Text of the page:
June 16, 2019. Exploring the medieval Welsh town and Chepstow Castle, and walking to the beginning of Offa's Dyke Path in Sedbury, England.
I arrived in Chepstow from Bristol around 1:30, having learned that the rest of the team was still delayed at airports in the U.S. and wouldn’t be arriving until tomorrow. I walked from the train station to the First Hurdle Inn and tried to make the most of the day.
It’s a lovely medieval and Renaissance town of two-story homes. A large road splits off the more modern southern half, with its Tesco supermarket. The old town, or town center, sits at the top of a small hill, and you can still see the ancient wall that once surrounded the city.
I explored Chepstow Castle for about 90 minutes in the afternoon. I was in awe standing in the middle of the central section, built some 950 years ago by William the Conqueror. The floors were gone now, of course, but there’s enough preserved in the staircases, towers, fireplaces, small rooms, windows, arches, and decorative sculpture to imagine what it would be like living there in 1200 or 1300. It was fascinating touching the walls and feeling the history.
After the castle, I crossed the bridge into England and walked to the beginning of Offa’s Dyke Path, about a mile and a half. It’s well marked and was a pleasant walk. I didn’t need my jacket and even had some sunshine. Sedbury, where the path begins, felt suburban, with a few luxurious homes along the Wye in the north, and smaller homes, more working class, but still suburban, as I walked south. The stone marker at the beginning of the path is up at the top of a hill, with a nice view overlooking the Severn and the suspension bridge to the south. The hill was just past a field with a sign warning that a bull was in the field. I didn’t see him.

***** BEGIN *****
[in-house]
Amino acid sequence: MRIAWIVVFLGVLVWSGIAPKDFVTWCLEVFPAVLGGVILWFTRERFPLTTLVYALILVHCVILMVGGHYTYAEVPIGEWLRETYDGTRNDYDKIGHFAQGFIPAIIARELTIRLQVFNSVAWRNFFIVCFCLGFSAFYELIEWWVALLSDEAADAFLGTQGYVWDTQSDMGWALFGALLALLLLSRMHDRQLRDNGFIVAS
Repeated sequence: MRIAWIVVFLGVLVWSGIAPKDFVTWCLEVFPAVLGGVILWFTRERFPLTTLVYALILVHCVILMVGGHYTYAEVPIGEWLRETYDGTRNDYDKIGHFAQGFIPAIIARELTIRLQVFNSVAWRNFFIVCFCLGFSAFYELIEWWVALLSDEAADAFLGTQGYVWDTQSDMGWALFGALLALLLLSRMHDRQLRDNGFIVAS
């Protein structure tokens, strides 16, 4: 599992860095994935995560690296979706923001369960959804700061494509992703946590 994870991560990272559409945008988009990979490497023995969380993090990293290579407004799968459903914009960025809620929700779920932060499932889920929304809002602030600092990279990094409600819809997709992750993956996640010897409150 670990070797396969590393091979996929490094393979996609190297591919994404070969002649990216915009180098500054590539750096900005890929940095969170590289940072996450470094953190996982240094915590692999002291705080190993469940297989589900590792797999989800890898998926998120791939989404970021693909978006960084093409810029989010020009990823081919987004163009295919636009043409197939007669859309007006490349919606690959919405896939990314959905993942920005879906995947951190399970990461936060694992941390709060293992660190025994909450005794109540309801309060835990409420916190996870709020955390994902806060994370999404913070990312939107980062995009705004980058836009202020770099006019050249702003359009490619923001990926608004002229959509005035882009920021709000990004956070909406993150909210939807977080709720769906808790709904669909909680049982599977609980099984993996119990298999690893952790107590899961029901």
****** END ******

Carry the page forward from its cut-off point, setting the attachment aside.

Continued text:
I met a couple from London at the bottom of that hill, on a small, wooden footbridge – Tony and Tiff. They’re starting the walk, as well, doing the small Sedbury bit before starting from Chepstow tomorrow. We shared notes on other walks we’ve done. They’ve walked the Cleveland Way and Coast-to-Coast walks and loved both – said the Cleveland walk included a lot of coastal walking over rocky trails. I told them about the West Mendip walk that I had just completed two days earlier. Surprisingly, Tony said he’s been to Columbus, having done business with Lucent.
These walking trails really do promote friendly bonding among the walkers – from the U.K., the town, and around the world. I even walked about 100 meters with the dog of a local man walking ahead of me.